Traditional Spanish/Catalan, home cooking-style restaurants always cause mixed feelings for me. The food can be very much my kind of thing: hearty and robust, cooking from the heart not the head. The flipside is that because it’s my kind of thing, I’m usually capable of making most of what’s on offer in my own kitchen and, without wanting to be too immodest, to a higher standard than in most restaurants. I’m also lucky enough to have a Spanish mother-in-law who’s spoiled me with her fantastic home cooking. It means that the pleasure of whatever I’m eating is inevitably slightly diminished by an “I could have done this” sensation that I simply don’t experience at creative or high-end restaurants.
I understand that its different for visitors. People who don’t live here, or people who don’t cook, rightly love quality family restaurants as much as they love any Michelin-chasing star of the dining scene. The bang-for-the-buck can be very high indeed with trencherman’s portions, great flavours and a lively atmosphere combining to provide a memorable experience at a modest price.
That’s why when my friend Dan’s parents were in town we all ended up having lunch at Restaurant Sant Joan (Passeig de Sant Joan, 65, +34 932 65 71 80).
Places like this should be commonplace but sadly they’re not. Get out of town and there are plenty of good, traditional restaurants but the standard of the typical menu del día place in Barcelona is lamentably mediocre.
Sant Joan does the simple stuff and does it well. There’s no set lunch; instead, a chalk board is scrawled with what’s on offer that day.
It all sounded pretty good and, as the Dan clan are the sort of right-thinking people who have no food foibles about shellfish or offal, we decided to just order a selection of what we fancied and pass them around.
Even with a range of temptations on offer we had to double up on the fresh, deep-fried anchovies to avoid fighting over them.
They were perfect and had even been gutted — something that’s regrettably often forgotten when ordering anchovies or sardines in Spain.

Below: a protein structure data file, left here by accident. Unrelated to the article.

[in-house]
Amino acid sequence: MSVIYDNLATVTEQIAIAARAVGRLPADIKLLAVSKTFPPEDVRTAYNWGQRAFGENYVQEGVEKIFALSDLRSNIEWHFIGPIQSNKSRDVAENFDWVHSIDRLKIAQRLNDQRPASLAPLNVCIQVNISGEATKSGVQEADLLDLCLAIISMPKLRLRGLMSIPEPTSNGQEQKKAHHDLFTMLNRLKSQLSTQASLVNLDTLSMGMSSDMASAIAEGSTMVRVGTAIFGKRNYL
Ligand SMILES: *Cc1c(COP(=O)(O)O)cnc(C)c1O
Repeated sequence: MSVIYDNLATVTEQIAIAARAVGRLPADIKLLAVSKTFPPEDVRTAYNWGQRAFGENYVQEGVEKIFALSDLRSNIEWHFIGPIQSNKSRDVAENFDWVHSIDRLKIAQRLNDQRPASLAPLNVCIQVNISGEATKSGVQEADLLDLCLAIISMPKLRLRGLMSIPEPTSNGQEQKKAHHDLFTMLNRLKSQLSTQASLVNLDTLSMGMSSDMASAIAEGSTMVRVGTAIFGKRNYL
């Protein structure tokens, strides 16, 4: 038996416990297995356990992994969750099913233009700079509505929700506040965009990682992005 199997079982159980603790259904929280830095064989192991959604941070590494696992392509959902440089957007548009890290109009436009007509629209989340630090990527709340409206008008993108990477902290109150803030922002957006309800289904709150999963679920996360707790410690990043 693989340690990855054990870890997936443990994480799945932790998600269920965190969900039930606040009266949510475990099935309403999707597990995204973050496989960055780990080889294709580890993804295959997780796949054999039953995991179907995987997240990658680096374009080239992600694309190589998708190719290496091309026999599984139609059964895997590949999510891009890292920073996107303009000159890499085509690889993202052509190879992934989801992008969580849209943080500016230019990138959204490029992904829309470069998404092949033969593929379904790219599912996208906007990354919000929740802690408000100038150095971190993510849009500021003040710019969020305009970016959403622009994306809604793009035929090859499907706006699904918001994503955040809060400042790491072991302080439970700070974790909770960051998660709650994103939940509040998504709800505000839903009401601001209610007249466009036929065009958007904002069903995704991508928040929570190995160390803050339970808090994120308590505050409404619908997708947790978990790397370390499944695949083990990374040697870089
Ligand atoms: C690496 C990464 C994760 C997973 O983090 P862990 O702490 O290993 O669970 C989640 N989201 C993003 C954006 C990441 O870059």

Less successful but still acceptable was the cannelloni.
A good, home-made sauce and decent pasta was slightly marred by the unwelcome presence of raisins in the filling. Not a cause for great complaint but a baffling addition to an otherwise straight-up classic dish.
The title ‘pigs trotter salad’ had us all curious so of course we ordered it. What arrived was an interesting dish I’d happily have again — pigs trotters cooked then de-boned, re-shaped and fried in breadcrumbs.
Novel and enjoyable. They’d make a great tapa.
And so, onto the main courses. We all wanted to have some sardines, so we did.
Good, but not perfect. They were slightly overcooked and while a bit of crispiness is a good thing with grilled sardines, these were on the edge of being too dry. I’m perhaps being over-picky; we still ate and thoroughly enjoyed them.
Also delicious but a touch overdone were the kidneys in sherry.
A classic dish, done as it ought to be and not mucked about with: there was a lot to praise here but a little less cooking time would have gone a long way.
There was no danger of the next dish being overcooked but would it be cooked enough? Tripe is one of those things that the Spanish do spectacularly well — I’ve converted many a sceptical offalphobe with plates of spicy, unctuous callos — but you can’t rush it.
Top marks to Sant Joan. It could perhaps have been spicier but it was rich and delicious, just as I’d hoped for.
The best, however, came last. I don’t usually eat salt cod — not because I don’t like it but because I try to stick to sustainable fish whenever I can and finding the provenance of bacalao in restaurants is nigh on impossible. Even asking about it will cause confusion at best and mark you out to the staff as a nutter at worst. I put my principles aside on this occasion with the hypocritical justification that as I’m good 99% of the time, a single bacalla amb samfaina (salt cod with stewed vegetables) wouldn’t do much harm to fish stocks.
That was before I saw the size of the portion: two huge slabs of delicious cod in an excellent samfaina. Samfaina is essentially ratatouille and the Catalans will argue with Provence until the end of time over which came first. It doesn’t matter. This was really good, in spite of my feelings of guilt, and terrific value.
We were all completely stuffed by the end of the meal. The above, with a bottle of wine, bread and water, came to under €20 each. It’s not dirt cheap compared with a lot of set lunches but I think the higher standard here is worth the extra.
Restaurant Sant Joan is somewhere I would highly recommend to visitors looking for good, local food at a sensible price. I’m not likely to become a regular there but I will certainly be back, even if it’s just for the fried anchovies. Even if you can cook this stuff at home, sometimes its nice to have someone else do the hard work.